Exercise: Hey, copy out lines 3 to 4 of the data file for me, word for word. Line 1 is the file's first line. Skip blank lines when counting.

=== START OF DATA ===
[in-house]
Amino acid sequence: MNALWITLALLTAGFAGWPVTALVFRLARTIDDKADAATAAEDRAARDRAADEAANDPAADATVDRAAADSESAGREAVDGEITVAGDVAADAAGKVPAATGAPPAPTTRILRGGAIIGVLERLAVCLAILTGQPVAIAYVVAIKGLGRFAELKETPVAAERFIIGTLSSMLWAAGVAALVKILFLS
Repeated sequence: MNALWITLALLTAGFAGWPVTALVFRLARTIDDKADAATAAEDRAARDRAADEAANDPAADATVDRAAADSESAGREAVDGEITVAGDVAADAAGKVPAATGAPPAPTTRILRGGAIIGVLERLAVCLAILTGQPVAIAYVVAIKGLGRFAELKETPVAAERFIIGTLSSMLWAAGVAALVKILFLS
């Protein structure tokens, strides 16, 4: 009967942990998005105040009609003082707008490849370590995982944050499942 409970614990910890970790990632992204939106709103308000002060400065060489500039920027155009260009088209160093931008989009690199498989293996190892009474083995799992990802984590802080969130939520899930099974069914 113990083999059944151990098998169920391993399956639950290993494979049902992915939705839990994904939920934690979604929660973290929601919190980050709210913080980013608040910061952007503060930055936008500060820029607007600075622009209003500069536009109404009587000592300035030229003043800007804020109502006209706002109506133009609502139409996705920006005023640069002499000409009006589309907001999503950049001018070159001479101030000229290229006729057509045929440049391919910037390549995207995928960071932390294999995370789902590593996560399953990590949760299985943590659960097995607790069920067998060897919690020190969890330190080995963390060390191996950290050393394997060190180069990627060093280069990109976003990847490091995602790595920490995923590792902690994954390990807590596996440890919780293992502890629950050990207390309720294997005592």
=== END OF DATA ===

Repeated sequence: MNALWITLALLTAGFAGWPVTALVFRLARTIDDKADAATAAEDRAARDRAADEAANDPAADATVDRAAADSESAGREAVDGEITVAGDVAADAAGKVPAATGAPPAPTTRILRGGAIIGVLERLAVCLAILTGQPVAIAYVVAIKGLGRFAELKETPVAAERFIIGTLSSMLWAAGVAALVKILFLS
């Protein structure tokens, strides 16, 4: 009967942990998005105040009609003082707008490849370590995982944050499942 409970614990910890970790990632992204939106709103308000002060400065060489500039920027155009260009088209160093931008989009690199498989293996190892009474083995799992990802984590802080969130939520899930099974069914 113990083999059944151990098998169920391993399956639950290993494979049902992915939705839990994904939920934690979604929660973290929601919190980050709210913080980013608040910061952007503060930055936008500060820029607007600075622009209003500069536009109404009587000592300035030229003043800007804020109502006209706002109506133009609502139409996705920006005023640069002499000409009006589309907001999503950049001018070159001479101030000229290229006729057509045929440049391919910037390549995207995928960071932390294999995370789902590593996560399953990590949760299985943590659960097995607790069920067998060897919690020190969890330190080995963390060390191996950290050393394997060190180069990627060093280069990109976003990847490091995602790595920490995923590792902690994954390990807590596996440890919780293992502890629950050990207390309720294997005592």